Key message

Soil erosion is a natural geomorphic process of soil particle detachment and transport. Due to human activities, it can be significantly accelerated, reaching levels much higher than in natural conditions. Erosion (water, wind, and tillage erosion) remains the most significant threat to soils in many regions of the world. Measuring erosion is typically done under controlled conditions on standardized test plots, which is a time-consuming, costly, and organizationally demanding process. Therefore, erosion risks and intensities are often assessed using computational models.

Global and regional estimates of erosion vary widely depending on the methodology used. General estimates of average soil erosion on arable land are significantly higher (ranging from 8 to almost 50 tons per hectare per year) than estimates from regional and global models (ranging from 2 to 4 tons per hectare per year). Each erosion estimate should be evaluated against an acceptable level of soil loss.

The index addresses water erosion on agricultural lands. The occurrence and intensity of soil erosion largely depend on the occurrence, intensity and amount of precipitation, topography, soil type and characteristics, slope length and gradient, agricultural practices, and potential anti-erosion protective measures.

It is expected that the annual average erosion rate varies according to the occurrence, intensity and force of precipitation in the given year, changes in land cover, the type of agricultural practices on individual plots, and implemented anti-erosion measures.


Figure KM35-1: Assessment of soil water erosion in Slovenia according to the RUSLE method, 2020

AIS, 2020; MAFF, 2020 

Show data
Soil water erosion (t/ha year)[t/ha] Average soil water erosion SLO[t/ha] Area in Slovenia[ha]
Marshes 0.06 3.18 42
Reed 0.10 3.18 66
Swamps and similar land 0.20 3.18 1204
Forest 0.37 3.18 1197504
Grassland with diffuse unjustified characteristics 0.38 3.18 5576
Open land witout orwith an insignificant plant cover 0.95 3.18 12514
Trees and shrubs 1.30 3.18 33823
Hopfield 2.09 3.18 1898
Plantations of forest trees 3.05 3.18 256
Extensive orchard 4.95 3.18 28088
Agricultural landin overgrowth 5.50 3.18 24555
Other permanent plantation 5.67 3.18 455
Permanent grassland 5.75 3.18 347272
Fields and allotments 6.35 3.18 179033
Agricultural land, growingwith forest trees 6.57 3.18 10769
Permanent plants inarable land 7.81 3.18 346
Plant nursery 8.76 3.18 45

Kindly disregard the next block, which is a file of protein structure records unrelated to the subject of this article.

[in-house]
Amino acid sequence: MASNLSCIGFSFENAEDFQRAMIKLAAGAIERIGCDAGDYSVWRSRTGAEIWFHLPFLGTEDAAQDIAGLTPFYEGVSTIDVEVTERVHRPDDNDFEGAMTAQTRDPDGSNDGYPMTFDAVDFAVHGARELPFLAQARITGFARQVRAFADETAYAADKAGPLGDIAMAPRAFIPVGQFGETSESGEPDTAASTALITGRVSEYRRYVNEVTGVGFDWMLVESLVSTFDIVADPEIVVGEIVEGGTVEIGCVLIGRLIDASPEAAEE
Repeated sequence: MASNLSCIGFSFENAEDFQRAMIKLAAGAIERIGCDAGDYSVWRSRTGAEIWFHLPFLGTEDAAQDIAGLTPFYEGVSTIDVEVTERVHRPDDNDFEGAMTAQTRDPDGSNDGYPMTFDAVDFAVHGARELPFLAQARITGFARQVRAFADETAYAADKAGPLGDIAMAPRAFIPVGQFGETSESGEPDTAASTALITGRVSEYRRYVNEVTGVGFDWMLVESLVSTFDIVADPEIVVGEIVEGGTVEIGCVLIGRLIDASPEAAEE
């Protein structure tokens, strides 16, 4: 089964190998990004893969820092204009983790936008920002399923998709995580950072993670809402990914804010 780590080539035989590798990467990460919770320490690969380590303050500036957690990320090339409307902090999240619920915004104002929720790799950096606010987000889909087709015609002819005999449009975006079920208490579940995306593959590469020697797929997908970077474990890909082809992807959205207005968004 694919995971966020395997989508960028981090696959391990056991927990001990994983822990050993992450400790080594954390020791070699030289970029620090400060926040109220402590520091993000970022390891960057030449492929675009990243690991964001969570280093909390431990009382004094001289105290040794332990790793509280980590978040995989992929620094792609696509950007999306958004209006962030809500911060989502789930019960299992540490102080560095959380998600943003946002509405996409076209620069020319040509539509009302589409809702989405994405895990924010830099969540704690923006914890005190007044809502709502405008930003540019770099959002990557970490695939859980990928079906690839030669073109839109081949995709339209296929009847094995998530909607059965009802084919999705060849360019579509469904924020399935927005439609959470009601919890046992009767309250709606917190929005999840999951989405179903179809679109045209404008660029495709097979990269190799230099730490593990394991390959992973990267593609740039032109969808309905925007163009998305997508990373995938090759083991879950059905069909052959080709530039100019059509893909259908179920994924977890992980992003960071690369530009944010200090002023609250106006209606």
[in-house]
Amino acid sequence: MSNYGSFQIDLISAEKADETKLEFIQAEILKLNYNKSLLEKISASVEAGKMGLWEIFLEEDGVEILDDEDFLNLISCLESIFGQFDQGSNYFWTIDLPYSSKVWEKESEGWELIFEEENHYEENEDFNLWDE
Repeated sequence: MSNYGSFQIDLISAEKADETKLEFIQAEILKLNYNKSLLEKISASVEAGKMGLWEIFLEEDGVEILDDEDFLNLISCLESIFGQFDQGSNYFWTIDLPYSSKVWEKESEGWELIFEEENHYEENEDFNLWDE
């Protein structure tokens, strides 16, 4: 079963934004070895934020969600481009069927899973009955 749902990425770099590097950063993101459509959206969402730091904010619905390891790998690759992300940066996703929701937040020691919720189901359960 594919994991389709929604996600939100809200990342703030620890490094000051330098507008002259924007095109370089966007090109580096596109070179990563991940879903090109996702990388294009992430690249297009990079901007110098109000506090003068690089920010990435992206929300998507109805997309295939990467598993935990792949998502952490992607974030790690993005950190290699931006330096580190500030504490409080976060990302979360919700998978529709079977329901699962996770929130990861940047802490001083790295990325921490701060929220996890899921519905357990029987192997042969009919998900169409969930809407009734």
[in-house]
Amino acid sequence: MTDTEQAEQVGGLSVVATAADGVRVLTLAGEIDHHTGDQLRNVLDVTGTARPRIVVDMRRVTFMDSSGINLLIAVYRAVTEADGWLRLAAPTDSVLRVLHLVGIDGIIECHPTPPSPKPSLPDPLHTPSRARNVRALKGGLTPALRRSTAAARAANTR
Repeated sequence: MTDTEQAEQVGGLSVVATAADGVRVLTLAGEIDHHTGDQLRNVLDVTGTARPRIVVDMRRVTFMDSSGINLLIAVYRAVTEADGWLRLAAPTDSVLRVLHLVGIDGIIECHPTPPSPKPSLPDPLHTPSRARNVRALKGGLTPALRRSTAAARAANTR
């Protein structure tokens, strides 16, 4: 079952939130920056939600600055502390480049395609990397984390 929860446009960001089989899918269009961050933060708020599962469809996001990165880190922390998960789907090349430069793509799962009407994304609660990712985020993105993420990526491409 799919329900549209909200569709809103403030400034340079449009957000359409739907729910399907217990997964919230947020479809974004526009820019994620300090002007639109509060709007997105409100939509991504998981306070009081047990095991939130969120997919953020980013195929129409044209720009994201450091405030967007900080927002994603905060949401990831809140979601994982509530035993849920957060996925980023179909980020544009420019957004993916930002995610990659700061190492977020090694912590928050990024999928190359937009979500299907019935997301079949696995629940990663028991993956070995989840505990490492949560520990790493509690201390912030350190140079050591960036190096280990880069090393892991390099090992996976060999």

Intensive orchard 9.97 3.18 4379
Uncultivated agriculturalland 10.36 3.18 14341
Vineyard 29.30 3.18 17861
Olive trees 41.44 3.18 2403
Dry open land with a special plant cover 90.41 3.18 17950
Figure KM35-2: Estimation of Soil Loss due to Water Erosion in Slovenia


  • Reducing water erosion, especially on agricultural but also on other lands.
  • Ensuring sustainable food production and food safety while minimizing soil water erosion.

Assessing Erosion in Slovenia using More Accurate Data

The RUSLE method reliably estimates erosion intensity on slopes of less than 50% (< 26.6°). However, the estimates for steeper slopes are less reliable but still informative. Regarding the land use categories, erosion is most pronounced in permanent crops (average of 15.2 t/ha), on lands with intensive soil cultivation, such as fields and gardens (6.4 t/ha), while the overall erosion on all types of grassland is slightly lower (5.7 t/ha). Calculations for each type of land use show that erosion is most prominent in lands with exposed and tilled soil. The highest erosion occurs in olive groves (41.4 t/ha) and vineyards (29.3 t/ha), while it's somewhat lower in intensive orchards (10.0 t/ha) and even lower in arable lands (6.4 t/ha). For olive groves and vineyards, and to a lesser extent for intensive orchards, it is estimated that the RUSLE calculations may be overestimated because a significant portion of these agricultural crops are on terraces. Terraces were not considered in the calculations because there is not enough precise data on terrace usage in Slovenia. Similarly, precise data on grass cover in permanent crops could reduce erosion estimates for these land uses.

For permanent grasslands, erosion is estimated to be relatively high (5.8 t/ha), which is understandable due to the higher proportion of steep slopes in these areas. As expected, erosion rates in forests are significantly lower. Erosion in forests across Slovenia is estimated to be considerably higher (0.37 t/ha) than in forests on slopes with gradients of less than 50% and in flat areas (0.25 t/ha). The prohibition of clear-cutting also contributes to the low erosion estimates.

The average annual erosion in Slovenia is estimated at 3.2 t/ha. For 82.9% of the Slovenian territory on flatlands and slopes with gradients of less than 50%, it is estimated at 2.6 t/ha. A very high percentage of forests (59%) contributes to the relatively low erosion estimate for the entire country.

The results of erosion intensity modeling using more accurate data significantly differ from rough estimates suitable for a continental scale.

Erosion Assessment within Europe